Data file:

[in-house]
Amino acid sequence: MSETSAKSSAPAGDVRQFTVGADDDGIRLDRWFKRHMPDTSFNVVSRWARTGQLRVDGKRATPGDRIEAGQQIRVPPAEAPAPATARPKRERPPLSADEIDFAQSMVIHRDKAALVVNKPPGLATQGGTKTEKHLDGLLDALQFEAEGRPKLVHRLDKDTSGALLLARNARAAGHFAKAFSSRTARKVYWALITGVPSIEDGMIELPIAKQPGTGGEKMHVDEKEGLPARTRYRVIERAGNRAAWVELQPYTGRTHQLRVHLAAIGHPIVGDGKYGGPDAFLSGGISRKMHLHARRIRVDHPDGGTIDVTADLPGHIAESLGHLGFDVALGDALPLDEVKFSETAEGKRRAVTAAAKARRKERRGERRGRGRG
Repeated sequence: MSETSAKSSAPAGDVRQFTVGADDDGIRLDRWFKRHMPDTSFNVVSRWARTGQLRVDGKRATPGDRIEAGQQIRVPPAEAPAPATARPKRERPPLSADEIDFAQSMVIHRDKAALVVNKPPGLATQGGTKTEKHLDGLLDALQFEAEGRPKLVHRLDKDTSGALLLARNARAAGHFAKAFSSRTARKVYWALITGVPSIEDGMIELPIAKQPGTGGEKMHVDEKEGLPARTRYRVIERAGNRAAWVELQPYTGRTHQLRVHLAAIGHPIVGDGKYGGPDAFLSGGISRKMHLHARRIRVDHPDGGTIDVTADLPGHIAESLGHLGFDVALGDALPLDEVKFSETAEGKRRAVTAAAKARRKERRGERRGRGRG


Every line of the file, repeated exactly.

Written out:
[in-house]
Amino acid sequence: MSETSAKSSAPAGDVRQFTVGADDDGIRLDRWFKRHMPDTSFNVVSRWARTGQLRVDGKRATPGDRIEAGQQIRVPPAEAPAPATARPKRERPPLSADEIDFAQSMVIHRDKAALVVNKPPGLATQGGTKTEKHLDGLLDALQFEAEGRPKLVHRLDKDTSGALLLARNARAAGHFAKAFSSRTARKVYWALITGVPSIEDGMIELPIAKQPGTGGEKMHVDEKEGLPARTRYRVIERAGNRAAWVELQPYTGRTHQLRVHLAAIGHPIVGDGKYGGPDAFLSGGISRKMHLHARRIRVDHPDGGTIDVTADLPGHIAESLGHLGFDVALGDALPLDEVKFSETAEGKRRAVTAAAKARRKERRGERRGRGRG
Repeated sequence: MSETSAKSSAPAGDVRQFTVGADDDGIRLDRWFKRHMPDTSFNVVSRWARTGQLRVDGKRATPGDRIEAGQQIRVPPAEAPAPATARPKRERPPLSADEIDFAQSMVIHRDKAALVVNKPPGLATQGGTKTEKHLDGLLDALQFEAEGRPKLVHRLDKDTSGALLLARNARAAGHFAKAFSSRTARKVYWALITGVPSIEDGMIELPIAKQPGTGGEKMHVDEKEGLPARTRYRVIERAGNRAAWVELQPYTGRTHQLRVHLAAIGHPIVGDGKYGGPDAFLSGGISRKMHLHARRIRVDHPDGGTIDVTADLPGHIAESLGHLGFDVALGDALPLDEVKFSETAEGKRRAVTAAAKARRKERRGERRGRGRG